What will more likely happen is that the market will return to a more balanced state. Sellers won’t get astronomical prices, bidding wars won’t be the norm and there will be a sense of reasonableness on both sides of the transaction. House prices will stabilize, maybe dip a bit but then will return to slow growth going forward.

    Unfortunately for those hoping to get a city home for fire sale prices are just going to have to move to the US ;)

  • Are you kidding me?

    @Freakanamikes,

    Thanks for the reply. I don’t own a home in Toronto because it’s cheaper to rent one. No more emotion goes into it than that. It has nothing to do with affordability. Do the math and you’ll discover it’s cheaper by about half to rent. I’m not one to turn down a 50% discount, are you?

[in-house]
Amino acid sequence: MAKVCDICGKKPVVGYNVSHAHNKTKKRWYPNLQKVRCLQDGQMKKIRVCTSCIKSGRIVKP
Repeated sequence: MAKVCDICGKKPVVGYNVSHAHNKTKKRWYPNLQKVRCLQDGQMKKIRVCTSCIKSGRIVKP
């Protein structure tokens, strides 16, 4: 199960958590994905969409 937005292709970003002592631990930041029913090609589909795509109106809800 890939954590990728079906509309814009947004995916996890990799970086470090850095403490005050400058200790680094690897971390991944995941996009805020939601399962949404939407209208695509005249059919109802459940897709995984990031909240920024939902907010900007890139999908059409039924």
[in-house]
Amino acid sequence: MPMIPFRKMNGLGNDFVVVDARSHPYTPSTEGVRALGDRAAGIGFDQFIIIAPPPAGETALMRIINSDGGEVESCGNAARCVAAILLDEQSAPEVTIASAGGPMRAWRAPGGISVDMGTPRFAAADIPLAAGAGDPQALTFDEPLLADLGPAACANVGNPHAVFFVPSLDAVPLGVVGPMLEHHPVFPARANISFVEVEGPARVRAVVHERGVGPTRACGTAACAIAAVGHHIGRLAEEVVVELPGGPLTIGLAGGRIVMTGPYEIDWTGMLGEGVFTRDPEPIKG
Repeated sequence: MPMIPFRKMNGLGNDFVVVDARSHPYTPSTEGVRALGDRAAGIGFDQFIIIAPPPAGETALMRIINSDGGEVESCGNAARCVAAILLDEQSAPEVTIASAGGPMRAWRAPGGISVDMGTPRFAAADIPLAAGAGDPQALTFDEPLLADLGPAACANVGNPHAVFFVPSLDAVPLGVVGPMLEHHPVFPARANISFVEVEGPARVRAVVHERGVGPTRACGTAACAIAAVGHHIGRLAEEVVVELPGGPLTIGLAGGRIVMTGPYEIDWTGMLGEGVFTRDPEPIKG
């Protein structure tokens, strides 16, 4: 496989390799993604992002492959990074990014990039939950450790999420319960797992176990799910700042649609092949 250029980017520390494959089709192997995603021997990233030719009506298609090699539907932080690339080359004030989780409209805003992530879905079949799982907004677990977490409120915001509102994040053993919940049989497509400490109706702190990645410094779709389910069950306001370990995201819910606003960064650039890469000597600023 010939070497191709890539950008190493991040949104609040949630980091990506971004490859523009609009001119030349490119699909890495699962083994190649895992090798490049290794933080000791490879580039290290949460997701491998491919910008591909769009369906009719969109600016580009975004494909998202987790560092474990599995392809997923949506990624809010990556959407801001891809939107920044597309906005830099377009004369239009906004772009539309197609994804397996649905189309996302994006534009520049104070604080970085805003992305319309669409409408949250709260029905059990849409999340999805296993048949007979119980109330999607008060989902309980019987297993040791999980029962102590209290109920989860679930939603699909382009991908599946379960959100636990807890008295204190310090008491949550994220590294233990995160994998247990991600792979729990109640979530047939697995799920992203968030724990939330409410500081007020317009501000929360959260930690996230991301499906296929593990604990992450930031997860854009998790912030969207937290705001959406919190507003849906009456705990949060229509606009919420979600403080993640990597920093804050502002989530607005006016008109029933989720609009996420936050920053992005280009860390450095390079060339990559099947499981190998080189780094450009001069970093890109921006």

My landlady could make a slightly more money than I give her in rent by selling this house and putting it in GICs (after her costs) with zero risk.

    Why is she taking all this risk, paying insurance and taxes, fixing and repairing the house I’m living in? I won’t complain, but I do wonder.

    My guess is that she doesn’t know she’s even subsidizing me. She hasn’t thought about it hard enough or done the math. In reality, without knowing it, she’s actually both speculating that prices will continue to rise and subsidizing the roof over my head.

    To your points,

    1) Eventually the stimulative effects of low interest rates and easy financing wear off. That’s because eventually, enough demand is pulled forward by low rates that there are fewer buyers than there are sellers and supply overwhelms demand. Then prices fall. Are we at that point? I don’t know. But an all time record >70% of Canadians own their homes and 13% live below the poverty line, so it can’t be that far off.